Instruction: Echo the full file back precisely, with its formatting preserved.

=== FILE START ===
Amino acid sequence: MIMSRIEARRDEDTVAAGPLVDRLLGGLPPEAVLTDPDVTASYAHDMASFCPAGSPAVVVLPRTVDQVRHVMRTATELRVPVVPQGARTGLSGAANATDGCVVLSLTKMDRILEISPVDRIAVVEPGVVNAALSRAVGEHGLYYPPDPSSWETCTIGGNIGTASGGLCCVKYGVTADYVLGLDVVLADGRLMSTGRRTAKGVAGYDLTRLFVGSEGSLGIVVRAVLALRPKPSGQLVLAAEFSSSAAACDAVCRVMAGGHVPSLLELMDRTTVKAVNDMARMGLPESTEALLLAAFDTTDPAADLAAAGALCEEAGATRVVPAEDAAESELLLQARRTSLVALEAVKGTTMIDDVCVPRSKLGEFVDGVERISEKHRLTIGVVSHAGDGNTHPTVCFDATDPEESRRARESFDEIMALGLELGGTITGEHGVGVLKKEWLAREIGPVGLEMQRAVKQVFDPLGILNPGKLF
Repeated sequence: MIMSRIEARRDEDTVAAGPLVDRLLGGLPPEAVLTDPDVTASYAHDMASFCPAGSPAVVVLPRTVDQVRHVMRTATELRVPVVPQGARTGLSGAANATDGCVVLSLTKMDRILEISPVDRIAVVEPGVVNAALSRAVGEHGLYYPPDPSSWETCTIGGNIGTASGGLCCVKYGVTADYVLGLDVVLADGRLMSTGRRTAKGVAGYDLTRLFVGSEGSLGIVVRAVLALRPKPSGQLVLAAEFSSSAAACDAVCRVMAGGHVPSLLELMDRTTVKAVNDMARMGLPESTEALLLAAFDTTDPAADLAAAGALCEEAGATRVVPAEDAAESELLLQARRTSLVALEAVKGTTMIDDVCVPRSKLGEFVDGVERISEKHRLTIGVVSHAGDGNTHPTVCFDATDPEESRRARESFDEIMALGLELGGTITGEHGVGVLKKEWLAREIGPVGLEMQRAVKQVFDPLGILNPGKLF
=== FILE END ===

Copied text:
Amino acid sequence: MIMSRIEARRDEDTVAAGPLVDRLLGGLPPEAVLTDPDVTASYAHDMASFCPAGSPAVVVLPRTVDQVRHVMRTATELRVPVVPQGARTGLSGAANATDGCVVLSLTKMDRILEISPVDRIAVVEPGVVNAALSRAVGEHGLYYPPDPSSWETCTIGGNIGTASGGLCCVKYGVTADYVLGLDVVLADGRLMSTGRRTAKGVAGYDLTRLFVGSEGSLGIVVRAVLALRPKPSGQLVLAAEFSSSAAACDAVCRVMAGGHVPSLLELMDRTTVKAVNDMARMGLPESTEALLLAAFDTTDPAADLAAAGALCEEAGATRVVPAEDAAESELLLQARRTSLVALEAVKGTTMIDDVCVPRSKLGEFVDGVERISEKHRLTIGVVSHAGDGNTHPTVCFDATDPEESRRARESFDEIMALGLELGGTITGEHGVGVLKKEWLAREIGPVGLEMQRAVKQVFDPLGILNPGKLF
Repeated sequence: MIMSRIEARRDEDTVAAGPLVDRLLGGLPPEAVLTDPDVTASYAHDMASFCPAGSPAVVVLPRTVDQVRHVMRTATELRVPVVPQGARTGLSGAANATDGCVVLSLTKMDRILEISPVDRIAVVEPGVVNAALSRAVGEHGLYYPPDPSSWETCTIGGNIGTASGGLCCVKYGVTADYVLGLDVVLADGRLMSTGRRTAKGVAGYDLTRLFVGSEGSLGIVVRAVLALRPKPSGQLVLAAEFSSSAAACDAVCRVMAGGHVPSLLELMDRTTVKAVNDMARMGLPESTEALLLAAFDTTDPAADLAAAGALCEEAGATRVVPAEDAAESELLLQARRTSLVALEAVKGTTMIDDVCVPRSKLGEFVDGVERISEKHRLTIGVVSHAGDGNTHPTVCFDATDPEESRRARESFDEIMALGLELGGTITGEHGVGVLKKEWLAREIGPVGLEMQRAVKQVFDPLGILNPGKLF